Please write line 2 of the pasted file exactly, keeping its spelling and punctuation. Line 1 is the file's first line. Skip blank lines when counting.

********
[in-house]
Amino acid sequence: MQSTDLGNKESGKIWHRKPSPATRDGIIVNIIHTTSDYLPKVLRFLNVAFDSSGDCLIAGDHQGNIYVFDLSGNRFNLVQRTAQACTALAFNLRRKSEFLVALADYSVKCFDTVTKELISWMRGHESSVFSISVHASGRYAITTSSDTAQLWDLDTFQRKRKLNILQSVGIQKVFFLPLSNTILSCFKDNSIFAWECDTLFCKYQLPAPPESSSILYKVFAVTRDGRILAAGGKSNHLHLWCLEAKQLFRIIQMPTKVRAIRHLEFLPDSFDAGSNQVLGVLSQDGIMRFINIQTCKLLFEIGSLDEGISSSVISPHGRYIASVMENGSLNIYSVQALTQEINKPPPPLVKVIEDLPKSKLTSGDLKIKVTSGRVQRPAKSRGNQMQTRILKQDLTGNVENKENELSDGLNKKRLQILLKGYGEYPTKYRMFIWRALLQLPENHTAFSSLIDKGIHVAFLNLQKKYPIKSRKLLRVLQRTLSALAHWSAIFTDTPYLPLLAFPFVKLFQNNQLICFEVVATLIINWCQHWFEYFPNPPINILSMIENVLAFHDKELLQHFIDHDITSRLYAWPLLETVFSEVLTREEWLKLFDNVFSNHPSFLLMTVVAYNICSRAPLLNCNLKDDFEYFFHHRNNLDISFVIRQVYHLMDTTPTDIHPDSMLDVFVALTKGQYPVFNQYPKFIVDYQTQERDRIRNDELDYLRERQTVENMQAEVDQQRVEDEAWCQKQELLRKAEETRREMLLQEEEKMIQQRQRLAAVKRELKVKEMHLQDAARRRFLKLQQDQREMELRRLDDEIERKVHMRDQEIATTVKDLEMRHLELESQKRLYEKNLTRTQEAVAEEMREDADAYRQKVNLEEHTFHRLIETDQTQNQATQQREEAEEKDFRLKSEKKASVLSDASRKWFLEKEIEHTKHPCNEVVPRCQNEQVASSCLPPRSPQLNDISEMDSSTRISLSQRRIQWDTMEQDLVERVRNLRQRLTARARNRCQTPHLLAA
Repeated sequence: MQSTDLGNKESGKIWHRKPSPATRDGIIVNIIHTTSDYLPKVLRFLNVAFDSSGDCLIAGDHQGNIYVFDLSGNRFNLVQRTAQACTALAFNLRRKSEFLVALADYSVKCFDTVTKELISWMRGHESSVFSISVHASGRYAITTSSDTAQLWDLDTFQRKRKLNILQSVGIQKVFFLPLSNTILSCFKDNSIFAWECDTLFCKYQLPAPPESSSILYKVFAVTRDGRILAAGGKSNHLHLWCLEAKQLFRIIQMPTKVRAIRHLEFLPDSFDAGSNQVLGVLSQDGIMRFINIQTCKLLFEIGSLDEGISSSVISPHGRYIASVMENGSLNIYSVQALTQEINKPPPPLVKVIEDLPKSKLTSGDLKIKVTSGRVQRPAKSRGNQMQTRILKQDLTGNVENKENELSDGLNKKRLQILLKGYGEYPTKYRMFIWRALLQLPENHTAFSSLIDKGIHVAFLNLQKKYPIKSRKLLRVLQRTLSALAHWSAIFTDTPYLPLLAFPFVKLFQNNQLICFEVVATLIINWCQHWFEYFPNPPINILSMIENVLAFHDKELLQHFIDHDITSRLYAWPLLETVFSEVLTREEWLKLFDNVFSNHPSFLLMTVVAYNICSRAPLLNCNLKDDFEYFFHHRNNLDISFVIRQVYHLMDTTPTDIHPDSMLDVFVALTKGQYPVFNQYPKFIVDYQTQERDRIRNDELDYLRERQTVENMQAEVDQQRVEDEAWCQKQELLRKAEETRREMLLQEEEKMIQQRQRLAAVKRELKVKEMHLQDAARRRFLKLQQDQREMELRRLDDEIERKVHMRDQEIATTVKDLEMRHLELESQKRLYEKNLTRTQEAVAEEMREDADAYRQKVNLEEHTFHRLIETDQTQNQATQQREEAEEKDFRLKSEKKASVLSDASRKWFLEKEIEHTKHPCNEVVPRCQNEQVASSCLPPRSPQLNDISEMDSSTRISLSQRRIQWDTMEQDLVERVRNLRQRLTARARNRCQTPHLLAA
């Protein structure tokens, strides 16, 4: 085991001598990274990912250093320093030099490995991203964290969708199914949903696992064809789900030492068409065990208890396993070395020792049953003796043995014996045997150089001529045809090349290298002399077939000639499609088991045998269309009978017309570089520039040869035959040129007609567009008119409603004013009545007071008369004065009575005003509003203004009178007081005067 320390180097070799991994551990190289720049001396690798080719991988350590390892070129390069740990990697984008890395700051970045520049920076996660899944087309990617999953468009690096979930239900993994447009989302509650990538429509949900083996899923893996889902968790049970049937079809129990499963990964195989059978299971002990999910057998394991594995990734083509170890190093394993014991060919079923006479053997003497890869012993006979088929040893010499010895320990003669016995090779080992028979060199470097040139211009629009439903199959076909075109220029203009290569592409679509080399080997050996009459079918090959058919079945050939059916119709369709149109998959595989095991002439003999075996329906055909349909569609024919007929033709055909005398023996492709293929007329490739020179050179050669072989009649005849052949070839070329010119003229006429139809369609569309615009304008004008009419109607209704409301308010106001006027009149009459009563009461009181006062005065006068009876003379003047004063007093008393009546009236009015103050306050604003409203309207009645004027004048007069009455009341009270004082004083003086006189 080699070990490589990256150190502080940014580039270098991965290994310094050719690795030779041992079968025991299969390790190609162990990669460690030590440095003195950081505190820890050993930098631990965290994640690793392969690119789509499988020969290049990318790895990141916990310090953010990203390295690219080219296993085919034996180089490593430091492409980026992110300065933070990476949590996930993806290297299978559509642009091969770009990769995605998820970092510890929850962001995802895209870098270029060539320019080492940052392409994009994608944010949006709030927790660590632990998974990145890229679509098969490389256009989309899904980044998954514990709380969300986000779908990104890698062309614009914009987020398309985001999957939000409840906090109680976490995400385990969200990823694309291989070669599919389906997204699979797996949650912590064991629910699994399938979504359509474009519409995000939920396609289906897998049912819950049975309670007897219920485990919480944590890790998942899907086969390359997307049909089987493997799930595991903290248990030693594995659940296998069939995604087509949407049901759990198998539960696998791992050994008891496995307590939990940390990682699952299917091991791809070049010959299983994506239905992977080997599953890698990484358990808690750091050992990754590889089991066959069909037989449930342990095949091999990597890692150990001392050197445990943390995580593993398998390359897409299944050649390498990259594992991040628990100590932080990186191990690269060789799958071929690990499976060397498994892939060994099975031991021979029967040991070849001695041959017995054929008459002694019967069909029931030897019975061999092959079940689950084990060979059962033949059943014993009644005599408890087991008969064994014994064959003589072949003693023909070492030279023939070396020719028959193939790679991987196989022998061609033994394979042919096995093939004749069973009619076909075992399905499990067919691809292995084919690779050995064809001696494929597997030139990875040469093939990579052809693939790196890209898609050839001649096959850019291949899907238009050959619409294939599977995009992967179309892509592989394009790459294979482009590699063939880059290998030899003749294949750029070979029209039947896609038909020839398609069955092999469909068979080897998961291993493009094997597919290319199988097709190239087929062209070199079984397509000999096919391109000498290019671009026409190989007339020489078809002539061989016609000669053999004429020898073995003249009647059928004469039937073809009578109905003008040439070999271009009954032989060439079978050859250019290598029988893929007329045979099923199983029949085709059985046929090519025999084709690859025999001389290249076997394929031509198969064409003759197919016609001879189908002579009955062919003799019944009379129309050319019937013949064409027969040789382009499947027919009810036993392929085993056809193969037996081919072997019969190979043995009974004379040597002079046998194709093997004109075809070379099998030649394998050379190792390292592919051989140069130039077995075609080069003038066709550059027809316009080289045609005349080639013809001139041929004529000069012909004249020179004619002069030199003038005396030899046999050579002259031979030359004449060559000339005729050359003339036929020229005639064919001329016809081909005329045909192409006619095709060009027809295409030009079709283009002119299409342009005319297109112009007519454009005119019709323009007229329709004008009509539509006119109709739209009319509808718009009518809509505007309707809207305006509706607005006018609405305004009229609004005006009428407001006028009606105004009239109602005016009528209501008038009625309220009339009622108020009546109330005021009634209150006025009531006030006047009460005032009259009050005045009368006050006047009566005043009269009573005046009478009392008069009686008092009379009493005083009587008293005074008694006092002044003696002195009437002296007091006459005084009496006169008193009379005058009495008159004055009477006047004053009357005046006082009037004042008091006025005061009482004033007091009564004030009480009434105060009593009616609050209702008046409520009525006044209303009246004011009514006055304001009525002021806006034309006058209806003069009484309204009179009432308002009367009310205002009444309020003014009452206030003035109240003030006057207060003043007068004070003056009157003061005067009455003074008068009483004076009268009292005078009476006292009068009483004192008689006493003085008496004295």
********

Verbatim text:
Amino acid sequence: MQSTDLGNKESGKIWHRKPSPATRDGIIVNIIHTTSDYLPKVLRFLNVAFDSSGDCLIAGDHQGNIYVFDLSGNRFNLVQRTAQACTALAFNLRRKSEFLVALADYSVKCFDTVTKELISWMRGHESSVFSISVHASGRYAITTSSDTAQLWDLDTFQRKRKLNILQSVGIQKVFFLPLSNTILSCFKDNSIFAWECDTLFCKYQLPAPPESSSILYKVFAVTRDGRILAAGGKSNHLHLWCLEAKQLFRIIQMPTKVRAIRHLEFLPDSFDAGSNQVLGVLSQDGIMRFINIQTCKLLFEIGSLDEGISSSVISPHGRYIASVMENGSLNIYSVQALTQEINKPPPPLVKVIEDLPKSKLTSGDLKIKVTSGRVQRPAKSRGNQMQTRILKQDLTGNVENKENELSDGLNKKRLQILLKGYGEYPTKYRMFIWRALLQLPENHTAFSSLIDKGIHVAFLNLQKKYPIKSRKLLRVLQRTLSALAHWSAIFTDTPYLPLLAFPFVKLFQNNQLICFEVVATLIINWCQHWFEYFPNPPINILSMIENVLAFHDKELLQHFIDHDITSRLYAWPLLETVFSEVLTREEWLKLFDNVFSNHPSFLLMTVVAYNICSRAPLLNCNLKDDFEYFFHHRNNLDISFVIRQVYHLMDTTPTDIHPDSMLDVFVALTKGQYPVFNQYPKFIVDYQTQERDRIRNDELDYLRERQTVENMQAEVDQQRVEDEAWCQKQELLRKAEETRREMLLQEEEKMIQQRQRLAAVKRELKVKEMHLQDAARRRFLKLQQDQREMELRRLDDEIERKVHMRDQEIATTVKDLEMRHLELESQKRLYEKNLTRTQEAVAEEMREDADAYRQKVNLEEHTFHRLIETDQTQNQATQQREEAEEKDFRLKSEKKASVLSDASRKWFLEKEIEHTKHPCNEVVPRCQNEQVASSCLPPRSPQLNDISEMDSSTRISLSQRRIQWDTMEQDLVERVRNLRQRLTARARNRCQTPHLLAA